In Asher’s basement music area, several classic Beatles songs were written. In an inspired fury, McCartney and Lennon penned “I Want To Hold Your Hand.” Another iconic song composed under this roof was “Yesterday,” which just came out of McCartney one day after he rolled out of bed and sat at the piano.
Living in London’s downtown with Asher introduced McCartney to a whole new world. He attended high-brow gatherings, where he met painters, musicians, and philosophers. Above all, he sought to immerse himself in the culture and emerge with creative ideas.
Breaking Asher’s Heart
The media constantly projected McCartney and Asher’s impending marriage, and on December 25, 1967, McCartney and Asher confirmed their engagement. She traveled to India with McCartney in February and March of 1968.
When Asher returned from an acting job in Bristol in the summer of 1968, however, she found McCartney in bed with another lady, Francie Schwartz. McCartney and Asher eventually attempted to restore their relationship, but it ended in July 1968. Asher has persistently declined to address that aspect of her life publicly.
An Avant-Garde Artist
The Beatles went through several changes during the 1960s. McCartney, who was growing increasingly interested in the avant-garde movement, brought experimental and conceptual ideas to the table. He even directed a few avant-garde films.
McCartney created tape loops by merging several loops of vocals, guitars, and bongos recorded on a Brenell tape recorder. He dubbed the final output “electronic symphonies.” He reversed the tapes, sped them up, and slowed them down to achieve the necessary effects, some of which were eventually used by the Beatles on their songs.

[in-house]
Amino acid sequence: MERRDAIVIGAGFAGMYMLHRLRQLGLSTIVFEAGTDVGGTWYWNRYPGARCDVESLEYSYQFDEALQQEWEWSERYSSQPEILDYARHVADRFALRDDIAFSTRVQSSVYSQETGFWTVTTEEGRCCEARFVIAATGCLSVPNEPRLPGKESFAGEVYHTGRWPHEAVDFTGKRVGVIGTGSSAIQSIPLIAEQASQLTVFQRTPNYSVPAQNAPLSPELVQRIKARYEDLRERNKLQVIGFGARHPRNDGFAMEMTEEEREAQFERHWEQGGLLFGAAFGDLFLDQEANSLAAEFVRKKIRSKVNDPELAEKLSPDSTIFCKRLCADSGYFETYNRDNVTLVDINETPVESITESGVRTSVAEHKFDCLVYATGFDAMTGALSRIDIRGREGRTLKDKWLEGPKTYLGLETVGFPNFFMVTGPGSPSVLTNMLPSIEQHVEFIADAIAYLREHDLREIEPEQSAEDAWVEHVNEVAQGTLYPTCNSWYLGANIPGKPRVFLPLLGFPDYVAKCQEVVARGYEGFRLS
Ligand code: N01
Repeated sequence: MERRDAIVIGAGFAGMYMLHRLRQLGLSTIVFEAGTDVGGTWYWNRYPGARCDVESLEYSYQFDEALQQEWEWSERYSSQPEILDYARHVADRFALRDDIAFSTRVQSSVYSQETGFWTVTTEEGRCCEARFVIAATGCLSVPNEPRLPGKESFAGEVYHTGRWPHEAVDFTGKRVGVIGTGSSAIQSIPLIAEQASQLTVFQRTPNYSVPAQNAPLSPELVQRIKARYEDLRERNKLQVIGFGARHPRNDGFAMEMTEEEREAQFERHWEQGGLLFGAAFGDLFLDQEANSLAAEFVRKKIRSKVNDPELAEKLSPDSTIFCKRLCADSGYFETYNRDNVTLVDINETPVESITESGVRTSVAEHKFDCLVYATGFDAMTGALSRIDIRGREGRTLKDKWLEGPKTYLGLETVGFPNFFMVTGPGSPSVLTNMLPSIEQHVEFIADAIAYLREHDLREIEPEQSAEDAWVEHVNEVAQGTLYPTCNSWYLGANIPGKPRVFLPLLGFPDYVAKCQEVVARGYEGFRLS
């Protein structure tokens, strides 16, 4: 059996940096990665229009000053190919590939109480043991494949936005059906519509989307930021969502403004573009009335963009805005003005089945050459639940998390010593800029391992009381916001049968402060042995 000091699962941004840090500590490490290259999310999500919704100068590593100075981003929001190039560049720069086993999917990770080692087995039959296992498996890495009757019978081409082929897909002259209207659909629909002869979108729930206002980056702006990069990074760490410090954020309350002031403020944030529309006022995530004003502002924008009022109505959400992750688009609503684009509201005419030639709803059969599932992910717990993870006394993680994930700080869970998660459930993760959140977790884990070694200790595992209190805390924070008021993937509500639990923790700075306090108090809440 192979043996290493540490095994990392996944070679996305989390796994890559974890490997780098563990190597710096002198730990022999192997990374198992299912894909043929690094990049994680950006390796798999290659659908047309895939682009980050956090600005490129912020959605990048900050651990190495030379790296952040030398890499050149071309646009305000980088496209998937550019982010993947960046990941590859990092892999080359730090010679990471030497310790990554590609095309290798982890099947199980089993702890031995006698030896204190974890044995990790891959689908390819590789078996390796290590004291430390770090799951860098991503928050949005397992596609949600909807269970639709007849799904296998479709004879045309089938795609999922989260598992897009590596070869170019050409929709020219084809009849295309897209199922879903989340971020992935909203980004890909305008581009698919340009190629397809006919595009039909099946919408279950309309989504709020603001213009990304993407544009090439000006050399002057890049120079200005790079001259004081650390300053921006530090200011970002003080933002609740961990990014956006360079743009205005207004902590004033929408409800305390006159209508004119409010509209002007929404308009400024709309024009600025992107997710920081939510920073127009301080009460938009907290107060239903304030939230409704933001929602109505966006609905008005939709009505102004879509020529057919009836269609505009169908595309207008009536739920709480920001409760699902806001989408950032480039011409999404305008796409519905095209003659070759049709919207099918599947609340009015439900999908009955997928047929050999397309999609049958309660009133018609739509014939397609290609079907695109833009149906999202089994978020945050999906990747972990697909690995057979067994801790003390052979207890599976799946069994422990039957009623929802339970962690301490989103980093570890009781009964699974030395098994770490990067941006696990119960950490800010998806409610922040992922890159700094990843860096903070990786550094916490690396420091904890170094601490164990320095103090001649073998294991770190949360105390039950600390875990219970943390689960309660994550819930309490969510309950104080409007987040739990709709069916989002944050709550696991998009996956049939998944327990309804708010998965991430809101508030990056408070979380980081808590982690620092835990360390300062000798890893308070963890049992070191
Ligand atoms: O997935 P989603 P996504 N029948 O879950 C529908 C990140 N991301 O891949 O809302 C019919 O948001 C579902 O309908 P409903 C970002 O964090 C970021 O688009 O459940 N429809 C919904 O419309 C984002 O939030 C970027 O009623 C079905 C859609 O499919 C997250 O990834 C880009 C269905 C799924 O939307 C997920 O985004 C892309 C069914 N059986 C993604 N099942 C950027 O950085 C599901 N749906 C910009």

Looking for a Fresh Start
The Beatles didn’t like to sit still creatively. McCartney sensed discomfort in the band and knew they had to inspire some fresh creative activity. He persuaded them to undertake a new project, which soon became Sgt. Pepper’s Lonely Hearts Club Band – rock’s first concept album.
McCartney was inspired to establish a new character for the group, which he used as a platform for experimentation and to show their fans that they had evolved musically. He made up the title track’s imaginary band.
A Born Leader
The band received tragic news in 1967. Brian Epstein, their father figure and manager, had died. Epstein’s death created a hole, which left the Beatles bewildered and apprehensive about their future. McCartney moved in to fill the hole, eventually becoming the business manager and de facto leader of the band Lennon formerly commanded.
McCartney’s first creative suggestion following the change of leadership was that the band proceed with their intentions to produce a television film, which became Magical Mystery Tour.
Love at the Wrong Time
Paul McCartney met outstanding photographer Linda Eastman several times before asking her out on a date. Their first meeting at the Bag O’Nails bar in 1967 led to occasional meetings whenever they found themselves in each other’s city.
However, McCartney was still dating Jane Asher at the time, and any meaningful relationship appeared out of the question. Nonetheless, there was an evident spark of attraction between the two of them. They just never made a serious commitment because of the timing.
Taking a Chance
After McCartney and Asher called it quits on their engagement, McCartney began to reflect on his chemistry with Eastman.”I suppose I was going over all the girls I’d dated, and she was one that kept coming to mind,” McCartney explained.
Linda Eastman and Paul McCartney met again in New York in May 1968, when McCartney and Lennon announced the founding of Apple Corps. McCartney called her in September and urged her to come to London. They got married six months later.
A Few Step Back
McCartney invited Eastman to fly to London and join him. His instincts were right – the two of them fell deeply in love. He later stated that his wife was the lady who “gave me the guts and confidence to work again” when the Beatles split up.
After completing The White Album, he moved to New York and spent time with Eastman’s five-year-old daughter, Heather. This was a rare moment of tranquility for the stressed musician. He couldn’t wait to explore this new city.
Blending in with the Crowd